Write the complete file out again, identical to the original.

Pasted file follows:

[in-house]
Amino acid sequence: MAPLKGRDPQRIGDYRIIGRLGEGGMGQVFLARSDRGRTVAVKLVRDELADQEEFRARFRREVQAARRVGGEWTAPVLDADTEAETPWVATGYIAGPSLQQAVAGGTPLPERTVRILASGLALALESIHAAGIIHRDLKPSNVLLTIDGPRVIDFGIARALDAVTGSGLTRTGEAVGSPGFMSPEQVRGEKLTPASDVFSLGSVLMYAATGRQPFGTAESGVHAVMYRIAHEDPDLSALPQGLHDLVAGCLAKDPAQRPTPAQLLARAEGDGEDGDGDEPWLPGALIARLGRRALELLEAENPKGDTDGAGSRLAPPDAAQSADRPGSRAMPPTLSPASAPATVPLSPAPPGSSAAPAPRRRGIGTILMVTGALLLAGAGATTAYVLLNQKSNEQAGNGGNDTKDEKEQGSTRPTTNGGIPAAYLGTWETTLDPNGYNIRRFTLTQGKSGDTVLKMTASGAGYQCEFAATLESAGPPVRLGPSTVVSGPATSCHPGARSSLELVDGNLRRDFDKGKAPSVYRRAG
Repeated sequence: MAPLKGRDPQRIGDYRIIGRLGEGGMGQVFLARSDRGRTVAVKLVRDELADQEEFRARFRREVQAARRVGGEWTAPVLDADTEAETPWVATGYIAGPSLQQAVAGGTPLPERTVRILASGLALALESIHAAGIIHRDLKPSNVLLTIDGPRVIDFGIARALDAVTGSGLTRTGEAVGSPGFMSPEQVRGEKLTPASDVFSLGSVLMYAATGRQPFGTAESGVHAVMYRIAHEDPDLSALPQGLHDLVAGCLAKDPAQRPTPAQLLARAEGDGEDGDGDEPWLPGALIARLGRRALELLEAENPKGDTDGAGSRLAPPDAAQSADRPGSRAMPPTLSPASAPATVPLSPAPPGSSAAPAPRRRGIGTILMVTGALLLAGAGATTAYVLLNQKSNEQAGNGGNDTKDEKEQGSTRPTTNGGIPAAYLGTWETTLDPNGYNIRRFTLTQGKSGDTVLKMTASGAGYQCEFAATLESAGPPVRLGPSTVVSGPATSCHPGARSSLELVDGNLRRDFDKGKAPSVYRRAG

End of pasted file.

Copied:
[in-house]
Amino acid sequence: MAPLKGRDPQRIGDYRIIGRLGEGGMGQVFLARSDRGRTVAVKLVRDELADQEEFRARFRREVQAARRVGGEWTAPVLDADTEAETPWVATGYIAGPSLQQAVAGGTPLPERTVRILASGLALALESIHAAGIIHRDLKPSNVLLTIDGPRVIDFGIARALDAVTGSGLTRTGEAVGSPGFMSPEQVRGEKLTPASDVFSLGSVLMYAATGRQPFGTAESGVHAVMYRIAHEDPDLSALPQGLHDLVAGCLAKDPAQRPTPAQLLARAEGDGEDGDGDEPWLPGALIARLGRRALELLEAENPKGDTDGAGSRLAPPDAAQSADRPGSRAMPPTLSPASAPATVPLSPAPPGSSAAPAPRRRGIGTILMVTGALLLAGAGATTAYVLLNQKSNEQAGNGGNDTKDEKEQGSTRPTTNGGIPAAYLGTWETTLDPNGYNIRRFTLTQGKSGDTVLKMTASGAGYQCEFAATLESAGPPVRLGPSTVVSGPATSCHPGARSSLELVDGNLRRDFDKGKAPSVYRRAG
Repeated sequence: MAPLKGRDPQRIGDYRIIGRLGEGGMGQVFLARSDRGRTVAVKLVRDELADQEEFRARFRREVQAARRVGGEWTAPVLDADTEAETPWVATGYIAGPSLQQAVAGGTPLPERTVRILASGLALALESIHAAGIIHRDLKPSNVLLTIDGPRVIDFGIARALDAVTGSGLTRTGEAVGSPGFMSPEQVRGEKLTPASDVFSLGSVLMYAATGRQPFGTAESGVHAVMYRIAHEDPDLSALPQGLHDLVAGCLAKDPAQRPTPAQLLARAEGDGEDGDGDEPWLPGALIARLGRRALELLEAENPKGDTDGAGSRLAPPDAAQSADRPGSRAMPPTLSPASAPATVPLSPAPPGSSAAPAPRRRGIGTILMVTGALLLAGAGATTAYVLLNQKSNEQAGNGGNDTKDEKEQGSTRPTTNGGIPAAYLGTWETTLDPNGYNIRRFTLTQGKSGDTVLKMTASGAGYQCEFAATLESAGPPVRLGPSTVVSGPATSCHPGARSSLELVDGNLRRDFDKGKAPSVYRRAG